Month 3 – buy $100 in gas, keep the receipts and mail them in to receive a $25 gift card

    Month 4 – buy $100 in gas, keep the receipts and mail them in to receive a $25 gift card

    AND it has to be done in consecutive months. So, if in Month 3 you don’t spend $100 or you forget to send in the receipts you can’t collect in Month 4. Great deal hey?

    Anyway – thanks for stopping in!

  3. don

    Great summary!! I’ve only ever sat through one time share pitch… it was very compelling but wasn’t for me. And, I never even did the actual per night math on it.

    I did it for the $100 restaurant gift certificate which was no strings attached. Oh, and it was a presentation with 20 other people sitting there with me listening to the speaker for 60 minutes and then an optional tour of the hotel afterwards.

    Found you through SU. Will be back.

  4. @Don – Thank you so much for stopping in! And yes, most of our friends have told us that their timeshare presentations were in a presentation style too… I think that would have been a bit easier to take! I know 60 minutes DEFINITELY would have been easier to take!!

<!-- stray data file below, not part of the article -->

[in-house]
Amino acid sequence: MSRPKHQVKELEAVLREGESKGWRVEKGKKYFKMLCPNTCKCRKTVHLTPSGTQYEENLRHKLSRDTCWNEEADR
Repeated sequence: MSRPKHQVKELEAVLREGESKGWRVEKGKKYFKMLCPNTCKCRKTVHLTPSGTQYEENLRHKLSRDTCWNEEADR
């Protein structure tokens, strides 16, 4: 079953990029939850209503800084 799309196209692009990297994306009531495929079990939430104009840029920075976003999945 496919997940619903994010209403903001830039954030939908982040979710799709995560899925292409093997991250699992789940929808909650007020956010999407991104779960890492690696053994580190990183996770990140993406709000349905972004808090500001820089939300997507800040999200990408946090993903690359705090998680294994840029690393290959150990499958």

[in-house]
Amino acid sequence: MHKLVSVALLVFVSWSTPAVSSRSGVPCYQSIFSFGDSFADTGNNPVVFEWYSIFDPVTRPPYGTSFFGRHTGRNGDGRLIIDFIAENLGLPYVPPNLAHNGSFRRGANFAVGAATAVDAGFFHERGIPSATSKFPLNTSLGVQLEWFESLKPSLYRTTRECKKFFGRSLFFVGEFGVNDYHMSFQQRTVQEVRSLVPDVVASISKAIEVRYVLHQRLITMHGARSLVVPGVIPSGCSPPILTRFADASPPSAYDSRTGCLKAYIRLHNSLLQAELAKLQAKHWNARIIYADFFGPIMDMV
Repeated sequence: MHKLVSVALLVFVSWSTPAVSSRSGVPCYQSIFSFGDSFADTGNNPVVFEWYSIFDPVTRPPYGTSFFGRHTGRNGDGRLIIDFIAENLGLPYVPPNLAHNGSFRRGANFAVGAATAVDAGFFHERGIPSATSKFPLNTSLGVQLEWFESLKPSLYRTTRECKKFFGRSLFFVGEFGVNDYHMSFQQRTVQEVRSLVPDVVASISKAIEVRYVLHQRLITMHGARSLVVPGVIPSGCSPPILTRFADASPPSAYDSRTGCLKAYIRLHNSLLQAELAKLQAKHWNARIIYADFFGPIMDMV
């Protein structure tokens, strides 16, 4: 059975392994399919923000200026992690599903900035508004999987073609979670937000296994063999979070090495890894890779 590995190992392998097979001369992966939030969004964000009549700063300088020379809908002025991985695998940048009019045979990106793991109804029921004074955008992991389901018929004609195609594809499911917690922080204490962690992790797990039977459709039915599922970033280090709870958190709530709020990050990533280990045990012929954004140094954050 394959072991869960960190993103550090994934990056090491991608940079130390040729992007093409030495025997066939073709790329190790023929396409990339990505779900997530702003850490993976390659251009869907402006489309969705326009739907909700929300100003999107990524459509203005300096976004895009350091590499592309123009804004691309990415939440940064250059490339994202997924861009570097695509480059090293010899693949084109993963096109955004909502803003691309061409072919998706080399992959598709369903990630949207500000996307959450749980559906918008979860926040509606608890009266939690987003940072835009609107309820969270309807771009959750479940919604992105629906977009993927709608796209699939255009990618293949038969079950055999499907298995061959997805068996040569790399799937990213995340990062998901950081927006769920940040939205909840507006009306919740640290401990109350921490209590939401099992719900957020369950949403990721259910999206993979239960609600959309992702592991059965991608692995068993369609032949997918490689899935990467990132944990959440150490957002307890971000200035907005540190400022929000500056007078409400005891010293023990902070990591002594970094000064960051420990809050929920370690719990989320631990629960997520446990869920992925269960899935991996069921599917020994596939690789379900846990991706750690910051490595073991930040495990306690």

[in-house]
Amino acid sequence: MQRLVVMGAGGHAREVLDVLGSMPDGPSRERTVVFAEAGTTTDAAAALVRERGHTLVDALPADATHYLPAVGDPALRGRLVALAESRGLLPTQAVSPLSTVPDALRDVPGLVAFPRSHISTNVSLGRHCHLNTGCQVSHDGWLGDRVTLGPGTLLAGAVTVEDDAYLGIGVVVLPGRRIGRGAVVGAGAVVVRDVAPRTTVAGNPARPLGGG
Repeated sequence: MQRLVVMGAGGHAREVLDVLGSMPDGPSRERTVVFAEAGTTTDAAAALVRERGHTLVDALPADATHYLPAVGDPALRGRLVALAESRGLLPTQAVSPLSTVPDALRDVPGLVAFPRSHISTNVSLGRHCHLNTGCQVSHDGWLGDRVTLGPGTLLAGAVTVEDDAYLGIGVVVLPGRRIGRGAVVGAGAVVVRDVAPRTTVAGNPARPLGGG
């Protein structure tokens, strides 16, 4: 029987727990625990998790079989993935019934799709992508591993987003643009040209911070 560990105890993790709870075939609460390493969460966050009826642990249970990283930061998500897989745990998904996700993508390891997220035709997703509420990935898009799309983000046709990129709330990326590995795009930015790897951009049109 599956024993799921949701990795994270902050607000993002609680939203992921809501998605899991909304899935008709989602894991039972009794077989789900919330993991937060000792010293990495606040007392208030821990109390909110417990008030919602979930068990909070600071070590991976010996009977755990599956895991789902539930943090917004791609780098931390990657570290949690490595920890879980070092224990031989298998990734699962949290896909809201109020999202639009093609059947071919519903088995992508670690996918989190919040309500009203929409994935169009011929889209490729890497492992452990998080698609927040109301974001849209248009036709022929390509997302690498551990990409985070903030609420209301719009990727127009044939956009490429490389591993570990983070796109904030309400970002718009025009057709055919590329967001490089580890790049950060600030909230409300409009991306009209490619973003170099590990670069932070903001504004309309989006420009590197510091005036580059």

5. Thank you for this article. I’ve been highly suspicious of timeshare presentations from what I’ve heard about them through the years. Your experience has helped confirm it for me.

  6. @Middle Way – thanks for stopping in! I did a little bit of follow up on this same time share when I updated Dave’s blog post for submission to e-zine articles and found that this exact timeshare had a discounted resale price. This is an even further reason why it’s not a good deal.

    We got a free lunch out of it – but that is it.

    Here’s the revised article with the extra details if you’re interested:—A-Real-Estate-Investors-Point-of-View&id=1784425

    Happy New Year!

  7. Smitha

    Nice and organized article.